Tuesday, 23 May 2017

Richer Web Hooks With Microsoft Flow

I have recently started working with Microsoft Teams. Like other communication platforms, third party integrations make the platform ever more powerful. One integration I wanted was to alert members of the project I was working on when new builds were published to HockeyApp. With Slack, the integration was simple and produced an informative result within the target channels.

With Teams however, while simple to setup, the produced result is less than informative.

As you can see, less than seller. But not surprising, as Teams doesn't know how to interpret and display generic web hooks, as they all come in different shapes and sizes. Microsoft expects third parties to create custom connectors. Microsoft's next generation of HockeyApp (Mobile Center) has a connector on the roadmap, but nothing is expected to be done with HockeyApp.

To solve this problem, we need an intermediate interpreter that can take the content of our web hook and translate it into something that Microsoft Teams can understand and display. This can be achieved with a tool like Microsoft Flow and can be split down into three stages
  • Accept the contents of the incoming web hook
  • Translate
  • Send to Microsoft Teams
This tutorial will look into translating our HockeyApp web hook, but can be adapted to work for any service that supports web hooks. I'll be assuming that you know the basics of creating a flow, so lets get started by logging into Flow and select "Create from blank".

Setting up an Incoming web hook

First thing we need to do is set up an end point within Flow that HockeyApp can post our web hook notification to. Within the Triggers section, look for the trigger Request/Response - Request.

Once we've selected this trigger, we will need to tell Flow how to interpret the results so that it can use them later on in the flow. This can be done either by uploading a schema or by uploading an example response. For HockeyApp, we can get an example of the payload from their web hook tutorial, where we'll be using the payload of Version Released. Once uploaded, our result should look like the following.

An incoming web hook URL wont be generated until we've saved our flow, so we'll come back to this at the end.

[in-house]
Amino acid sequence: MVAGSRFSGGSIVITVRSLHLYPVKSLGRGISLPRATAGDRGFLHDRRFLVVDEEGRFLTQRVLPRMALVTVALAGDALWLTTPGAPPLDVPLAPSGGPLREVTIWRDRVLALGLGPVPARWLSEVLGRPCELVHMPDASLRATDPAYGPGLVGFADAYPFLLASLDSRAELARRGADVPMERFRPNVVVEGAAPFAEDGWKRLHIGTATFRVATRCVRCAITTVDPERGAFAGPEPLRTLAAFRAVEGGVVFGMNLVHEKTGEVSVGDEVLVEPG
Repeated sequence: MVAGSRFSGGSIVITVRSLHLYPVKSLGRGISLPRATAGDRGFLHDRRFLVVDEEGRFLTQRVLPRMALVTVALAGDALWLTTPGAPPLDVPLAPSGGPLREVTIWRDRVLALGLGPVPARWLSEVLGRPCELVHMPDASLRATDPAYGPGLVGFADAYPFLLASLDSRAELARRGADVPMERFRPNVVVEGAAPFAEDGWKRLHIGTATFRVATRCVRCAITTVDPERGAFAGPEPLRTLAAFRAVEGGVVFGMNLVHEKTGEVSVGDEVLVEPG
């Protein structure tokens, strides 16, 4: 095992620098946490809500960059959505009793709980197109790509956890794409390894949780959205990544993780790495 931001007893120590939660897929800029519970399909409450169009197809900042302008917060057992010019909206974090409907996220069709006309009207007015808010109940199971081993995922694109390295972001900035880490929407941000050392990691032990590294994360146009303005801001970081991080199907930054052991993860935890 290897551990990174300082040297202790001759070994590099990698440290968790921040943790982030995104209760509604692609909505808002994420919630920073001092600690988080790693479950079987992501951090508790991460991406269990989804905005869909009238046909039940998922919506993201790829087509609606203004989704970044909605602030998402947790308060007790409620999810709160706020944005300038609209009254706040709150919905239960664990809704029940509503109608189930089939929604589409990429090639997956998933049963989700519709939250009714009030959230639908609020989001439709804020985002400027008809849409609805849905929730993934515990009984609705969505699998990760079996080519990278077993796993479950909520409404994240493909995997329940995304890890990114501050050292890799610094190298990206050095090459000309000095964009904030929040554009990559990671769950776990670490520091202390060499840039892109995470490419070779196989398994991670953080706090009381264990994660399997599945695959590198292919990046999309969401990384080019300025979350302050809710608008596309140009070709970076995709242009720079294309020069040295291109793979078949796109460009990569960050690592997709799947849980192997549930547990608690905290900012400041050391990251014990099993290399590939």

Once Flow has received our incoming web hook, we'll want to translate the results into a nicely formatted message to send to Teams. This can be done by adding an action following on from our trigger called Data Operations - Compose. Within the input field, we can then format our web hook input into something more informative using the provided data. We do this by adding Dynamic Content to our input, which is available as an overlay to the right of the action. These variables are generated from our trigger's schema and can be used in conjunction with fixed text. They're added simply by tapping the relevant variable.

As our input will be used within Teams, our input will use markdown to stylise the content. I'm needing just the title, version and notes from HockeyApp, but you can include anything that is available to you. Our result should now look something like the follow.

Sending To Microsoft Teams

The final part of the puzzle is to send our formatted data to our desired channel within Teams. At the time of writing, Flow includes Teams integration directly, but there are two main problems that I have found when using it
  1. When Flow posts the data to Teams, it is posted on behalf of your account. This just looks odd to other users and I'm not sure if you'll get notifications when Flow posts on your behalf.
  2. The Teams integration doesn't support markdown for some reason. As this is still in preview, this will probably be fixed before final release.
Because of these problems, we're going to send our data to an incoming web hook made in Teams. Therefore, go to Teams and setup an incoming webhook. I like to give it a bit of style and therefore call it HockeyApp with the official logo to make it look official when posting.

Once done, copy the URL provided with the incoming webhook; we'll need this later on. In Flow, add a final action using HTTP - HTTP. The URI field should be set to the URL generated by the Team's incoming webhook. The rest of the action should look like the following:

As you can see, we're using Dynamic Content with our body, this time pointing at our generated payload from the translating stage to determine the content to send.

Finally give the Flow a name and save it.

Final Setup

So we have our flow, but now we need to configure our service, HockeyApp, to send data to it to start the flow off. Open up the Flow we've just created and select the first trigger. Now that our Flow has been saved, a URL should be generated within the HTTP POST URL field. Click the nice copy icon to copy it to your clipboard.

Once the endpoint URL has been copied, navigate to your service and setup the webhook. For HockeyApp, this can be done by following their tutorial, using the Flow URL as the target.

To test, you will either need to upload a new version to HockeyApp or use a tool like Postman to send an example payload to the URL generated by the flow. When you do either of these, you should see the new message pop up in Teams.

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